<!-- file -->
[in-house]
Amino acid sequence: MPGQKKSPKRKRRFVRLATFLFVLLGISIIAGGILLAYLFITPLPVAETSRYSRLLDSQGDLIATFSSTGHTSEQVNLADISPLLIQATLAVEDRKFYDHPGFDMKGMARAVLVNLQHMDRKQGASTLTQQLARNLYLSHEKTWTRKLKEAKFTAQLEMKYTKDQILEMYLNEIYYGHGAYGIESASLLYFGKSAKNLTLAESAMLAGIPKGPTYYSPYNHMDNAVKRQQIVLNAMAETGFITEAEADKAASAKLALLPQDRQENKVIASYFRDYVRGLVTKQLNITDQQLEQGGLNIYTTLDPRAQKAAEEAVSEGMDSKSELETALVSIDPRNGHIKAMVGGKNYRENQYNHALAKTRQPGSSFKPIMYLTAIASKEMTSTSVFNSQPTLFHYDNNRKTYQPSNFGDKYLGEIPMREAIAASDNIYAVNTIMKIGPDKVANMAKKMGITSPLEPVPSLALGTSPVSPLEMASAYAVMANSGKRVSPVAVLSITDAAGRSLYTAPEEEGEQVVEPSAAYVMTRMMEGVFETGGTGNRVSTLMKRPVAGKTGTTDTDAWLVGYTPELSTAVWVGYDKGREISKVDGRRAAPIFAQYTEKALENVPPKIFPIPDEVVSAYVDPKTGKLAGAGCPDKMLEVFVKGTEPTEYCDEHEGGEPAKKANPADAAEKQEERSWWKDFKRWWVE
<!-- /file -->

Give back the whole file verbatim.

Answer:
[in-house]
Amino acid sequence: MPGQKKSPKRKRRFVRLATFLFVLLGISIIAGGILLAYLFITPLPVAETSRYSRLLDSQGDLIATFSSTGHTSEQVNLADISPLLIQATLAVEDRKFYDHPGFDMKGMARAVLVNLQHMDRKQGASTLTQQLARNLYLSHEKTWTRKLKEAKFTAQLEMKYTKDQILEMYLNEIYYGHGAYGIESASLLYFGKSAKNLTLAESAMLAGIPKGPTYYSPYNHMDNAVKRQQIVLNAMAETGFITEAEADKAASAKLALLPQDRQENKVIASYFRDYVRGLVTKQLNITDQQLEQGGLNIYTTLDPRAQKAAEEAVSEGMDSKSELETALVSIDPRNGHIKAMVGGKNYRENQYNHALAKTRQPGSSFKPIMYLTAIASKEMTSTSVFNSQPTLFHYDNNRKTYQPSNFGDKYLGEIPMREAIAASDNIYAVNTIMKIGPDKVANMAKKMGITSPLEPVPSLALGTSPVSPLEMASAYAVMANSGKRVSPVAVLSITDAAGRSLYTAPEEEGEQVVEPSAAYVMTRMMEGVFETGGTGNRVSTLMKRPVAGKTGTTDTDAWLVGYTPELSTAVWVGYDKGREISKVDGRRAAPIFAQYTEKALENVPPKIFPIPDEVVSAYVDPKTGKLAGAGCPDKMLEVFVKGTEPTEYCDEHEGGEPAKKANPADAAEKQEERSWWKDFKRWWVE